“Jack Benny had style from the beginning. He stood straight and walked kind of sideways as if he was being shoved by a touch of genius”—William Saroyan
Howard Stern once claimed to be the King of All Media. A huge boast by a talented individual, but completely wrong. That title is still owned by the late Jack Benny.
I got exposed to the Jack Benny Program by watching reruns on Nick-at-Nite and other retro programming channels with my mom and grandmother as a youth. Fortunately, they both filled in the missing reference points about Jack Benny’s background, so I was able to get the humor explained to me. It took several episodes before the jocularity and situational sketches started making sense without watching them with an adult. Since then I’ve been a fan.
Benny’s schtick was portraying a man obsessed with money. He was cheap, petty, vain and totally self-absorbed. He insisted he was 39 years old; his character couldn’t play the violin very well, but thought himself a virtuoso.
As for Jack Benny the man, very few entertainers can match his broad body of work. Mary Miley stated on her blog, “Jack was one of the twentieth century’s most important entertainers.” An examination of Benny’s impressive resume reveals a career of unparalleled success and achievement. He was one of only a hand full of entertainers to of had success in vaudeville, on stage, radio, film and television. He was also an accomplished violinist—not that you’d know that from his skits.
Benny was born Benjamin Kubelsky on Valentines Day, 1894, in Chicago, Illinois. He launched his “show biz” career at the age of 16 by working as a fiddler in a silent movie theater orchestra. It’s been reported that he was asked to tour with the Marx Brothers as their violinist, but his parents objected. A short time later Kubelsky would join the navy.
During his time in the service, Kubelsky developed an appreciation for telling jokes and getting laughs. After his stint in the Navy, he embarked on a career in entertainment.
In keeping with the standard of the day, Kubelsky would adopt a stage name. It took several iterations for a name to finally take because of confusion with other entertainers. Kubelsky eventually settled on the name Jack Benny.
With his new name and raw talent, Benny’s career steadily gained steam working the vaudeville circuit. He honed his skills in storytelling, comedic timing and delivery.
Benny’s time in vaudeville allowed him to develop lifelong friendships with future comedy greats, George Burns and Bob Hope to name a few. It also laid a strong foundation in live performance that would serve him well his entire life. Benny’s early work in vaudeville—along with others—arguably helped pioneer an art form that’d eventually become known as stand-up comedy.
The Great Depression hit vaudeville performers pretty hard and made work difficult to find. While looking for a steady paycheck, Benny decided to give radio a try. He experienced a mild crisis after exhausting his repertoire of jokes a few weeks into his new gig. Hiring an experienced comedian and vaudevillian Harry Conn as a joke writer, and using his extemporaneous performance skills to engage live audiences, Benny quickly overcame that crisis and launched his career into the stratosphere. He never looked back.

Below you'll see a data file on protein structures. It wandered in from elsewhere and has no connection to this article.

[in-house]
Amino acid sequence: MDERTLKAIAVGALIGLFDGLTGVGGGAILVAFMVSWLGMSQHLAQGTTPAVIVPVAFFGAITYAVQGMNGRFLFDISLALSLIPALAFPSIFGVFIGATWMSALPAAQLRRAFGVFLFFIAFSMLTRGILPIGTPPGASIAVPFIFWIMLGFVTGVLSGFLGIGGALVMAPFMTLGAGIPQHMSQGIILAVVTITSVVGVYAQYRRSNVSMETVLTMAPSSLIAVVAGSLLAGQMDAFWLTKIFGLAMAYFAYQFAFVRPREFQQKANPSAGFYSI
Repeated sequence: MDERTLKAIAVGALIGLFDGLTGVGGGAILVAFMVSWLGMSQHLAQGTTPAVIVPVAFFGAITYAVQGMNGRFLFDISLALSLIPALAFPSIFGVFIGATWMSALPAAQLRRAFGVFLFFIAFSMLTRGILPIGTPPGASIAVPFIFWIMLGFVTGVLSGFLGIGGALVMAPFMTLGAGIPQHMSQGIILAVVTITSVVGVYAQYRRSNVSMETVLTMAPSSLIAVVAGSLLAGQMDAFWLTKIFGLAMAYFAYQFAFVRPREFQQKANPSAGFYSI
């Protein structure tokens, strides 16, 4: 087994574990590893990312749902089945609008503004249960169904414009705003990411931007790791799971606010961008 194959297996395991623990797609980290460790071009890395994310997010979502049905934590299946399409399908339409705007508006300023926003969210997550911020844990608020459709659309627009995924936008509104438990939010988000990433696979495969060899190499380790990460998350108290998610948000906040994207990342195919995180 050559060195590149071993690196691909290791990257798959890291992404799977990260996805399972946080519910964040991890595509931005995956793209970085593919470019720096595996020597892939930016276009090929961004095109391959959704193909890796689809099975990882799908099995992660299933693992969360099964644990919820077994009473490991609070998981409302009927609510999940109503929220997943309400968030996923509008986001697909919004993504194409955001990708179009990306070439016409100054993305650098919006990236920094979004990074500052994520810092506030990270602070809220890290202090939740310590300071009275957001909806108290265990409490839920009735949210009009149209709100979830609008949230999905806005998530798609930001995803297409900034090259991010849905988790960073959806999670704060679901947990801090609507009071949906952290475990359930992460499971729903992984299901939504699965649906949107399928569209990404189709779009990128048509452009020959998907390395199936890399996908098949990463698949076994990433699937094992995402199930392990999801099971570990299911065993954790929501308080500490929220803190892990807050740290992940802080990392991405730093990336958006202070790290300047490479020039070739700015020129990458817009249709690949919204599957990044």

Jack Benny was a talented and brilliant performer. “He didn’t just stand on the stage. He owned it,” once quipped Bob Hope about his long time friend’s stage presence. His pregnant pause (a comedy technique used to build anticipation and laughter without saying a word) was executed better than any other performer, either before or since his heyday.
Benny’s success earned him the respect of his peers and the Hollywood community. He was awarded three stars on the Hollywood Walk of Fame. He received one star for Motion Pictures, located at 6650 Hollywood Boulevard; another for Radio, placed at 1505 Vine Street; and a final star for Television, installed at 6370 Hollywood Boulevard.
What made Benny such a force of nature in the entertainment industry was his unique comedic timing and delivery. He did more with a facial expression and his body language than most comedians could do with a full length monologue. Also what separated Benny from other comedians is how he didn’t deliver the punch lines. He used his impeccable timing and well placed gestures to get laughs, not the actual joke. In fact, most of Benny’s lines were common phrases, such as, “yes,” “you don’t say,” and his signature statement, the exasperated “well!” That he delivered with a simultaneous hand to his cheek, as he turns his head towards the camera, and gives a deadpan look straight at the audience. It may not sound funny in print, but it’s an absolute knee-slapper on film.
The passage of time has pushed Jack Benny’s career out of the public’s eye. His TV program’s black and white format doesn’t appeal to many Gen X and Millennial aged adults. They see it as an old outdated anachronism, and it’s humor is not understood due to a lack of context. That’s a shame because his immense talent may be lost to generations of people.
On the bright side, there are more retro programming than ever before; the internet’s presence makes it even easier for people to learn about Jack Benny and appreciate his comedy. I’m hopeful that he will be rediscovered and appreciated by generations yet to come.